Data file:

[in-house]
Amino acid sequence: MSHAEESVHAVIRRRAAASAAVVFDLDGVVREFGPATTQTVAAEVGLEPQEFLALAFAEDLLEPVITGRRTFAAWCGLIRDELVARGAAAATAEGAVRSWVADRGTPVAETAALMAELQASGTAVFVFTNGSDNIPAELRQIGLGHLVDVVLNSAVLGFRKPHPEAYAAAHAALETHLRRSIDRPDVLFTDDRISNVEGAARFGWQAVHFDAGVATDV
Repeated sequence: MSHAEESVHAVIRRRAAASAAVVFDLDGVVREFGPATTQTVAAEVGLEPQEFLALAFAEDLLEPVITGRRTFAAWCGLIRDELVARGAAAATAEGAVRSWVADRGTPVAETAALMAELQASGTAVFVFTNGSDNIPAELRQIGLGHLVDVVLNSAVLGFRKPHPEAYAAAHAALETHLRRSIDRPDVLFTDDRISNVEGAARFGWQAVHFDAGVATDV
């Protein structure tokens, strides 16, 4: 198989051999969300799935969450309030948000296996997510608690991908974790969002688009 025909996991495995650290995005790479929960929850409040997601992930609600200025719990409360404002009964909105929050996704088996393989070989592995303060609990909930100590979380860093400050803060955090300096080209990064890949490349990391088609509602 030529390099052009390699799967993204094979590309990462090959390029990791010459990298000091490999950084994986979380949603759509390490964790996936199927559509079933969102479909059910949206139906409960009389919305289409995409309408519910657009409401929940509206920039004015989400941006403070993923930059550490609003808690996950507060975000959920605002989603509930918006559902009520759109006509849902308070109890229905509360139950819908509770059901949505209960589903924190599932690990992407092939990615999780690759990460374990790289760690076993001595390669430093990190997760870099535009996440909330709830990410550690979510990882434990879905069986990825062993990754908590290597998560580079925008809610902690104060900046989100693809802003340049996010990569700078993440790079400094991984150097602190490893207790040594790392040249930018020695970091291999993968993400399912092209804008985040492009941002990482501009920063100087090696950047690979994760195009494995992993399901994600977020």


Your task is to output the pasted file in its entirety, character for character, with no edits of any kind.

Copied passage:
[in-house]
Amino acid sequence: MSHAEESVHAVIRRRAAASAAVVFDLDGVVREFGPATTQTVAAEVGLEPQEFLALAFAEDLLEPVITGRRTFAAWCGLIRDELVARGAAAATAEGAVRSWVADRGTPVAETAALMAELQASGTAVFVFTNGSDNIPAELRQIGLGHLVDVVLNSAVLGFRKPHPEAYAAAHAALETHLRRSIDRPDVLFTDDRISNVEGAARFGWQAVHFDAGVATDV
Repeated sequence: MSHAEESVHAVIRRRAAASAAVVFDLDGVVREFGPATTQTVAAEVGLEPQEFLALAFAEDLLEPVITGRRTFAAWCGLIRDELVARGAAAATAEGAVRSWVADRGTPVAETAALMAELQASGTAVFVFTNGSDNIPAELRQIGLGHLVDVVLNSAVLGFRKPHPEAYAAAHAALETHLRRSIDRPDVLFTDDRISNVEGAARFGWQAVHFDAGVATDV
């Protein structure tokens, strides 16, 4: 198989051999969300799935969450309030948000296996997510608690991908974790969002688009 025909996991495995650290995005790479929960929850409040997601992930609600200025719990409360404002009964909105929050996704088996393989070989592995303060609990909930100590979380860093400050803060955090300096080209990064890949490349990391088609509602 030529390099052009390699799967993204094979590309990462090959390029990791010459990298000091490999950084994986979380949603759509390490964790996936199927559509079933969102479909059910949206139906409960009389919305289409995409309408519910657009409401929940509206920039004015989400941006403070993923930059550490609003808690996950507060975000959920605002989603509930918006559902009520759109006509849902308070109890229905509360139950819908509770059901949505209960589903924190599932690990992407092939990615999780690759990460374990790289760690076993001595390669430093990190997760870099535009996440909330709830990410550690979510990882434990879905069986990825062993990754908590290597998560580079925008809610902690104060900046989100693809802003340049996010990569700078993440790079400094991984150097602190490893207790040594790392040249930018020695970091291999993968993400399912092209804008985040492009941002990482501009920063100087090696950047690979994760195009494995992993399901994600977020």